CICS Atom support as RESTful service
sjpeich 270000KJQC Visits (3946)
Create and use Web services and RESTful services in CICS, Part 2: CICS Atom support as RESTful service
This is a second installment in a series of posts that introduces Web services and RESTful services development in IBM's Customer Information Control System (CICS). In Part 1, we went through an introduction to Web Services and REST services, so we will continue here with looking at more details of how CICS implements RESTful access through Atom.
First, it is worth noting that Atom is both a protocol and an XML format for providing content "feeds" on the Web. In other words, an "Atom feed" is a web feed provided using the Atom protocol and format. This provision of updated content is known as "syndicating" a web feed. Web users can subscribe to a syndicated feed that allows them to see new content as soon as it is available.
CICS first introduced Atom protocol support in Transaction Server version 4.1
In a CICS system, the provided implementation for Atom resources can access and "feed" content to and from Files, TS queues and application programs.
The following graphic shows, on a conceptual level, relationship between various components of the CICS runtime environment that participate in the Atom-based resource access.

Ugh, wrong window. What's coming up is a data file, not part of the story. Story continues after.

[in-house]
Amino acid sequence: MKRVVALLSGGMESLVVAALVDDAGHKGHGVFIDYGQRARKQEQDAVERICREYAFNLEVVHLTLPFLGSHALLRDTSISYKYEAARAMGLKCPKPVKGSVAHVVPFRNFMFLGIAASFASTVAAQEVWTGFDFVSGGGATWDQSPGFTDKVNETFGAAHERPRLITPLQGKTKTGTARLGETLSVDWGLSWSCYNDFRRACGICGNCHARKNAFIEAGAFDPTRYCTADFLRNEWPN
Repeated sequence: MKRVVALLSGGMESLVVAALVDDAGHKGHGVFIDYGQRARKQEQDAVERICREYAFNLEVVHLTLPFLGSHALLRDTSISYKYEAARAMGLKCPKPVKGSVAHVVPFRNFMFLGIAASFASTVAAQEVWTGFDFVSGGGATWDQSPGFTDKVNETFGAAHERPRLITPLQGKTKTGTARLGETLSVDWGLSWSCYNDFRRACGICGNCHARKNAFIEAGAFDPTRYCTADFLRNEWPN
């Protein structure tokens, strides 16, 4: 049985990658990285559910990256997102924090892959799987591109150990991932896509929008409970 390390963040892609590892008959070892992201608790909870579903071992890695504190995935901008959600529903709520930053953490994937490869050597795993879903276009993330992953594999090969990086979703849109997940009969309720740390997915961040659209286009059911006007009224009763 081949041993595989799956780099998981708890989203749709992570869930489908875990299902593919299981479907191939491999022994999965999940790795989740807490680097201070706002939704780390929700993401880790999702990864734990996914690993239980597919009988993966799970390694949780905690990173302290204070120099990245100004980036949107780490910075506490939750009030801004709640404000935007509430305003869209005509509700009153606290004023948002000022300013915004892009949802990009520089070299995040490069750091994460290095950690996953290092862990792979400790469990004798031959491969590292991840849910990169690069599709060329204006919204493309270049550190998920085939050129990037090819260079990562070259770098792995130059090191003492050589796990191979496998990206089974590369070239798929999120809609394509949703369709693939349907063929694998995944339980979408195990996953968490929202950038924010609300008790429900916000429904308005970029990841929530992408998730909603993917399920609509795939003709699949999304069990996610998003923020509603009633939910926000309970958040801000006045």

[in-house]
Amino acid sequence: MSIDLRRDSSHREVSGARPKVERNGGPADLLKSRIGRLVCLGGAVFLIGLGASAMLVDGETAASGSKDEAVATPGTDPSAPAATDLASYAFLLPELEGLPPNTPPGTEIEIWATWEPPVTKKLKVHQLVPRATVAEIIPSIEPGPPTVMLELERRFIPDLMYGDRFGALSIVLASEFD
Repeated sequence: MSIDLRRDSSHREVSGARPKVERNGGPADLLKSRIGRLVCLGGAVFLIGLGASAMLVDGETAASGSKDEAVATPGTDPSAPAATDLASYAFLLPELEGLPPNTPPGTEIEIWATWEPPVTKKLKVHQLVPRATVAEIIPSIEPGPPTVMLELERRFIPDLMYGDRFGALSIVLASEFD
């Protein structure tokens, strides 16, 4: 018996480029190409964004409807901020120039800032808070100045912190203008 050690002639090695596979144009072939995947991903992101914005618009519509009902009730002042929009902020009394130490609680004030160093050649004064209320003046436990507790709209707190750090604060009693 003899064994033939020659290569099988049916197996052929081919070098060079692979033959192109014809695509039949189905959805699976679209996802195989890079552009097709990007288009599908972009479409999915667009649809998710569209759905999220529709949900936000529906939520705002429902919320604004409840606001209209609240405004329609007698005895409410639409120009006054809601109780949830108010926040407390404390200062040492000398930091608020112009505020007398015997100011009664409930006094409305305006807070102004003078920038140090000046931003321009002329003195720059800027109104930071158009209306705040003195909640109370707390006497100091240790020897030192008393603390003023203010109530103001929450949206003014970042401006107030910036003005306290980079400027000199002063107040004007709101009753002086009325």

Don't worry if some of the things on this diagram look puzzling or unfamiliar. The important part is, CICS can act as an HTTP endpoint that receives a REST request through its TCPIPSERVICE component. Based on the information in the URI, CICS matches the request to an ATOMSERVICE component, which in turn accesses the target resources (TS Queue, File, or Program).
In future posts we will go through additional details of each of the CICS system components. We will also look at tools and methods of developing and setting up a CICS system and developing some test clients that can access CICS Atom feeds provided by a COBOL program.
About the author
Gary Mazo is a Senior Software Engineer with IBM Rational Developer for System z (RDz). Gary joined IBM in 1987, and spent 10 years developing compilers and compiler tools. Lately, Gary has been actively involved in creating service-oriented architecture (SOA) tools for RDz. He holds 6 software patents and enjoys tinkering with all things related to software and hardware.